3 October 2019

For or against the sun?


By Dannica Abate, trainer at Ridha Cosmetiques

 

Sun rays are essential, not only to life, but also to morale. Let’s demystify the positive and negative effects of the sun so that you can enjoy the beautiful season in total safety.

 

The sun gives off invisible rays called UVA and UVB. UVAs having a wavelength deeper than UVB, act on the inner layers of the skin and are responsible for premature aging. UVB, more superficial, cause sunburns as well as several skin cancers.

 

In addition to cancers, prolonged and unprotected exposures to the sun cause a phenomenon called “solar elastosis”. It is manifested by a deterioration of collagen fibers in the skin and breakage in its DNA chains. Its consequences are skin aging activation or the appearance of wrinkles, fine lines, sluggishness and age spots. It is important to note that some products and medicines photosensitize the skin; making it more fragile in the sun. Among these are alcohol products, including perfumes, fruit acids (AHA) and vitamin A often marketed as retinol. Add to this list the family of antibiotics, anti-inflammatories, anovulants as well as acne medications.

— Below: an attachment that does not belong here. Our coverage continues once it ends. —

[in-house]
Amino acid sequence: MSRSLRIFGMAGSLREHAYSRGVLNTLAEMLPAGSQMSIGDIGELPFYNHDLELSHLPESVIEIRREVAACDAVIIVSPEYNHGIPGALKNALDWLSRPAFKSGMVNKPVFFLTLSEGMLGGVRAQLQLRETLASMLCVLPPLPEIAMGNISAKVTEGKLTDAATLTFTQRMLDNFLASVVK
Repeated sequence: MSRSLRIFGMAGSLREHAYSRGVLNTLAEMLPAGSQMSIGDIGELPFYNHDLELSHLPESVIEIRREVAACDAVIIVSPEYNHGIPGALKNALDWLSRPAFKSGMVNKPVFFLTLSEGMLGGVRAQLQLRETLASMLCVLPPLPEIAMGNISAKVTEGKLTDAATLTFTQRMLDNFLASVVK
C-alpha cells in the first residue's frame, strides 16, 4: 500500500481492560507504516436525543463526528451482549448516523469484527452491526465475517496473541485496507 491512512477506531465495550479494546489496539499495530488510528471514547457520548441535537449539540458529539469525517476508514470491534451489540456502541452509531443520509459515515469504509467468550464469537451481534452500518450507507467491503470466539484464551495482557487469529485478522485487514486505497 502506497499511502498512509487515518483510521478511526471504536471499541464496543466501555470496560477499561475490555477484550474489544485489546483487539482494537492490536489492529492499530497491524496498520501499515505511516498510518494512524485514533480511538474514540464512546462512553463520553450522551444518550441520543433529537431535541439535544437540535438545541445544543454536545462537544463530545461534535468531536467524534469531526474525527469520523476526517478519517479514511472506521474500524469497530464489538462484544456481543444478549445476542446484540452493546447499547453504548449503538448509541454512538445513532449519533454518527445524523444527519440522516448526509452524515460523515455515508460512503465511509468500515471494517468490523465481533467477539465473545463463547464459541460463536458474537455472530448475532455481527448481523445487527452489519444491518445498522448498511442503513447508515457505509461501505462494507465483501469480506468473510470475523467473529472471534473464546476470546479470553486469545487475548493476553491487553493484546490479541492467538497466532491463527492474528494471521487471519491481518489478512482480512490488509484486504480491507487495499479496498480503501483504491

Among the many benefits of the sun, note the synthesis of vitamin D. Indeed, vitamin D is essential for fixing calcium and phosphorus to the bones. This synthesis helps to prevent certain diseases such as osteoporosis in addition to being beneficial to the growth of children. In small doses, the sun temporarily improves certain skin diseases such as eczema and acne. Moreover, perhaps you have noticed, exposure to the sun promotes the growth of hair and nails!

 

In summary, as everything in life is a matter of balance, expose yourself reasonably and responsibly.

 

Our advices: Pay special attention to protect the skin of your face. The latter being thinner than the rest of the body, the deterioration of its cells will manifest itself more rapidly. Feel free to wear a hat on your outings to the beach. Never neglect a sun protection factor with a UV index equal to or greater than a SPF 30. Choose the physical screens with broad spectra (UVA and UVB) over the chemical screens. And most importantly, thoroughly reapply the sunscreen after every bathing, intense sweating or after 1h30 of exposure. Indeed, as sunscreens are mainly made of minerals, they oxidize after 90 minutes of contact with oxygen and lose their effectiveness. Finally note that all your sunscreens, once opened, have a lifespan of one year only.

 

Happy sunny season!